Two gunmen shot dead al-Khaiwani, an award-winning journalist and politician, outside his house in the Yemeni capital of Sana'a, local and international news outlets reported. Al-Khaiwani was gunned down by men on a motorcycle, his son said, according to news reports. He was taken to a local hospital, but died of his wounds.
Al-Qaeda in the Arabian Peninsula claimed responsibility for the attack in a statement released on Twitter the next day, according to news reports. The statement said two "mujihadeen" riding motorcycles had opened fire on "the Houthi leader Abdul Karim al-Khaiwani" and the gunmen successfully fled from the scene.
Al-Khaiwani was the former editor of Al-Shoura news website, which was in opposition to former President Ali Abdullah Saleh. At the paper, he wrote editorials that criticized Saleh's policies. In the years before his death, al-Khaiwani wrote commentaries for local news websites that discussed the political situation in the country.
Al-Khaiwani, always active in politics, became increasingly aligned with the Houthi movement after the uprising that ousted Saleh. He eventually represented the group in the reconciliation dialogue whose purpose was to forge a transition following Saleh's ouster, according to Agence France-Presse.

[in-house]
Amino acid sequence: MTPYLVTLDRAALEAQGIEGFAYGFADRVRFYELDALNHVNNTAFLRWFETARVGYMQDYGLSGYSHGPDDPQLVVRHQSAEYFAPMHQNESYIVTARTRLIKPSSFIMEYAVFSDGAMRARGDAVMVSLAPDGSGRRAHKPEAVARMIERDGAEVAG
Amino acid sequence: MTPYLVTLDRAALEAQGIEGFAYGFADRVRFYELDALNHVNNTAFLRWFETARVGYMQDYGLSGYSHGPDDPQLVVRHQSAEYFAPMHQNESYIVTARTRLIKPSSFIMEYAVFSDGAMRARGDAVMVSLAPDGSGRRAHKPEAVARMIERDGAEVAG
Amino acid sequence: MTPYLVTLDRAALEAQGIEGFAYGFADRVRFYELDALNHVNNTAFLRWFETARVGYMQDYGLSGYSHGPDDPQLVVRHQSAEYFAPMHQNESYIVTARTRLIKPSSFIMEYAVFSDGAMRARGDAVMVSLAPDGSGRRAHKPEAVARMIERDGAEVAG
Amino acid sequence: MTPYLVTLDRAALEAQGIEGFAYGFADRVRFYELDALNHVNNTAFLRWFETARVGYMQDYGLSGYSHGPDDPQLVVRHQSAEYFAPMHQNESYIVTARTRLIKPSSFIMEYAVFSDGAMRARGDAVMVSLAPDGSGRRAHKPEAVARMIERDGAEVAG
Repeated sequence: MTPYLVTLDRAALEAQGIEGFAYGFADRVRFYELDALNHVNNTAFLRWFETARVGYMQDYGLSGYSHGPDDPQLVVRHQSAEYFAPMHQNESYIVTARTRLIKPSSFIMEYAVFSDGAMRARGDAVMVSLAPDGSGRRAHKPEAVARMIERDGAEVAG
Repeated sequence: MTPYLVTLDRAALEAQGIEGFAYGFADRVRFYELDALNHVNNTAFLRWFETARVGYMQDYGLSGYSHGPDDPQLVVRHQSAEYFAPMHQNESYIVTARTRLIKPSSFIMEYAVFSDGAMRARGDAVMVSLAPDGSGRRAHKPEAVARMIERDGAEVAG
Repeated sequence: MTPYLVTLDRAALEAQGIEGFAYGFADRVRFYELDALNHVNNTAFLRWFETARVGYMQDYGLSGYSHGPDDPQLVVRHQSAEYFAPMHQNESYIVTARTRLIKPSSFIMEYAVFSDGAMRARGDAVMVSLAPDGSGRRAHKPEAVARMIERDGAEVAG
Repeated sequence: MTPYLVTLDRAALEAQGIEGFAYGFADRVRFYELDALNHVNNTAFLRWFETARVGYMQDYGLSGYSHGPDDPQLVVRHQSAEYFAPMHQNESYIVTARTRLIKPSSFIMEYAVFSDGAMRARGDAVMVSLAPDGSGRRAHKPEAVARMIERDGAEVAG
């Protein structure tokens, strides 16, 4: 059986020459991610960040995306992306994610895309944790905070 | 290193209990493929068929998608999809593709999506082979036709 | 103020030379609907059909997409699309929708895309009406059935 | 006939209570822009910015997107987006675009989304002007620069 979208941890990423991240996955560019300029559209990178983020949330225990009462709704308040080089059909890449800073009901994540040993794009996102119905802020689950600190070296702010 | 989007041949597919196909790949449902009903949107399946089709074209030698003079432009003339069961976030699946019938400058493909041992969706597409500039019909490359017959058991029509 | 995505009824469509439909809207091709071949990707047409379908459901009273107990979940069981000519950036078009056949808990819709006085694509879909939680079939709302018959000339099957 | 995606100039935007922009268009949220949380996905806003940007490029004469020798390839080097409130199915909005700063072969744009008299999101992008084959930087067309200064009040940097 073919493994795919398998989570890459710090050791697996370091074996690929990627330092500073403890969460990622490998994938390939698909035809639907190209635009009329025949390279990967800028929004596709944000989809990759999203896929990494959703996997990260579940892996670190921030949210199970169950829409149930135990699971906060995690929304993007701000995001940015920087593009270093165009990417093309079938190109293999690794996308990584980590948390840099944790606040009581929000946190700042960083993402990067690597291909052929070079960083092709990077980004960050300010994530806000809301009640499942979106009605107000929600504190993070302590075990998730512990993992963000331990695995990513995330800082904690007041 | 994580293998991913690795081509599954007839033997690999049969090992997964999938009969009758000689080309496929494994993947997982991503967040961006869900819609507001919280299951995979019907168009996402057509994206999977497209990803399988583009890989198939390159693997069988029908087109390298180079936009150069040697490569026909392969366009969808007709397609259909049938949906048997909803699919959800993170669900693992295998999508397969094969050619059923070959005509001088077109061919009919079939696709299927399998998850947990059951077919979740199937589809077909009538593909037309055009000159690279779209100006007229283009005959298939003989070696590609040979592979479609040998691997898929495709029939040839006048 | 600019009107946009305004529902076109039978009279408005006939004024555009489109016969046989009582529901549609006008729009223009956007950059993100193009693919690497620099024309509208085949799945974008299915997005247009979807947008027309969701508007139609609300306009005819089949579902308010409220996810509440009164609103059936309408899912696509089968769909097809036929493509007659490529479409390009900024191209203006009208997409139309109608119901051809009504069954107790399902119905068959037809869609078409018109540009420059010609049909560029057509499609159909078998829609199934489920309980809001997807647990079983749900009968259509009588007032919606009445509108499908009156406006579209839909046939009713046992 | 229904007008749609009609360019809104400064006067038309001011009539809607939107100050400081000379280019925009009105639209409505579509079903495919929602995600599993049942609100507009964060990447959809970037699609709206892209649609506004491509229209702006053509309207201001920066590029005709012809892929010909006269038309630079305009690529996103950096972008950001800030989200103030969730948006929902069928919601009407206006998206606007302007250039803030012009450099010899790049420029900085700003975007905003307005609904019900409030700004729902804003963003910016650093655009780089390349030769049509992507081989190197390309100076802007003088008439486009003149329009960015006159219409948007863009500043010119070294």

The murder came in the midst of political and military clashes between multiple factions in the country. In September 2014, Houthi rebels overran Sana'a and other cities, forcing the government to resign and eventually prompting President Abed Rabbo Mansour al-Hadi to flee to Aden in the south, according to news reports. Houthi forces have also clashed with Al-Qaeda in the Arabian Peninsula (AQAP).
Al-Khaiwani was attacked and imprisoned in the years prior to his death, according to CPJ research. In 2008, he was sentenced to six years in prison on the basis of interviews he conducted and articles he wrote that authorities said showed he had conspired with a Houthi rebel leader. Al-Khaiwani served only four months before being pardoned. He was also imprisoned in 2004, CPJ research shows. In 2007, gunmen abducted, beat, and threatened him in connection with an article that criticized Saleh.
In 2008, he was awarded Amnesty International's Special Award for Human Rights Journalism Under Threat.